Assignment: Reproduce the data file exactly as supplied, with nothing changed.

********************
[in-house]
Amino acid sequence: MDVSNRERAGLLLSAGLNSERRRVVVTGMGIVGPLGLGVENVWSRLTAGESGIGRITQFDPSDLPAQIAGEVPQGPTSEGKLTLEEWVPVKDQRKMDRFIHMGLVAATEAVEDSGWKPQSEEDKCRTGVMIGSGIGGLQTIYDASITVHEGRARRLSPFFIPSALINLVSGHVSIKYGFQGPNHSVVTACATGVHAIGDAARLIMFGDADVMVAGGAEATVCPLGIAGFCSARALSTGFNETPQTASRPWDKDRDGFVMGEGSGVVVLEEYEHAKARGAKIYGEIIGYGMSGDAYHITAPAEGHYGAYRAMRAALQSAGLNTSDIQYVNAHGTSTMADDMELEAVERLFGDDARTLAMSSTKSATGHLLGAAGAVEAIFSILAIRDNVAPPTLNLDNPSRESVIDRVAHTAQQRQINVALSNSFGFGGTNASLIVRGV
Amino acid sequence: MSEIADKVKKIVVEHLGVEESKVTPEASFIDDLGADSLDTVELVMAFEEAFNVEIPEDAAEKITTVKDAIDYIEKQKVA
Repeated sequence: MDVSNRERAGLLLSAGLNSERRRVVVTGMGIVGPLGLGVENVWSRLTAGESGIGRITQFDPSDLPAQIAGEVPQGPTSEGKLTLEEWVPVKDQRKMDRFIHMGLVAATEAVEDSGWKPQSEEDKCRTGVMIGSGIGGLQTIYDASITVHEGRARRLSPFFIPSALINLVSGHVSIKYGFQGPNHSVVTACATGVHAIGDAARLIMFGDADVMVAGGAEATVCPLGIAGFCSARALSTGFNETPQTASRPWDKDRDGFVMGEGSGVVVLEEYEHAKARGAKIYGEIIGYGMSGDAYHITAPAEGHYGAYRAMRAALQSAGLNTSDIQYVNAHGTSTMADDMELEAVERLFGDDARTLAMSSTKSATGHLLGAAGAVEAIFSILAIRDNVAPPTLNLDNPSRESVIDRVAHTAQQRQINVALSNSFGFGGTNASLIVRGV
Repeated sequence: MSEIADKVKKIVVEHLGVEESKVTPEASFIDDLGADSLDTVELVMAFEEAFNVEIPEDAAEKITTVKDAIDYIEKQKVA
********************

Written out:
[in-house]
Amino acid sequence: MDVSNRERAGLLLSAGLNSERRRVVVTGMGIVGPLGLGVENVWSRLTAGESGIGRITQFDPSDLPAQIAGEVPQGPTSEGKLTLEEWVPVKDQRKMDRFIHMGLVAATEAVEDSGWKPQSEEDKCRTGVMIGSGIGGLQTIYDASITVHEGRARRLSPFFIPSALINLVSGHVSIKYGFQGPNHSVVTACATGVHAIGDAARLIMFGDADVMVAGGAEATVCPLGIAGFCSARALSTGFNETPQTASRPWDKDRDGFVMGEGSGVVVLEEYEHAKARGAKIYGEIIGYGMSGDAYHITAPAEGHYGAYRAMRAALQSAGLNTSDIQYVNAHGTSTMADDMELEAVERLFGDDARTLAMSSTKSATGHLLGAAGAVEAIFSILAIRDNVAPPTLNLDNPSRESVIDRVAHTAQQRQINVALSNSFGFGGTNASLIVRGV
Amino acid sequence: MSEIADKVKKIVVEHLGVEESKVTPEASFIDDLGADSLDTVELVMAFEEAFNVEIPEDAAEKITTVKDAIDYIEKQKVA
Repeated sequence: MDVSNRERAGLLLSAGLNSERRRVVVTGMGIVGPLGLGVENVWSRLTAGESGIGRITQFDPSDLPAQIAGEVPQGPTSEGKLTLEEWVPVKDQRKMDRFIHMGLVAATEAVEDSGWKPQSEEDKCRTGVMIGSGIGGLQTIYDASITVHEGRARRLSPFFIPSALINLVSGHVSIKYGFQGPNHSVVTACATGVHAIGDAARLIMFGDADVMVAGGAEATVCPLGIAGFCSARALSTGFNETPQTASRPWDKDRDGFVMGEGSGVVVLEEYEHAKARGAKIYGEIIGYGMSGDAYHITAPAEGHYGAYRAMRAALQSAGLNTSDIQYVNAHGTSTMADDMELEAVERLFGDDARTLAMSSTKSATGHLLGAAGAVEAIFSILAIRDNVAPPTLNLDNPSRESVIDRVAHTAQQRQINVALSNSFGFGGTNASLIVRGV
Repeated sequence: MSEIADKVKKIVVEHLGVEESKVTPEASFIDDLGADSLDTVELVMAFEEAFNVEIPEDAAEKITTVKDAIDYIEKQKVA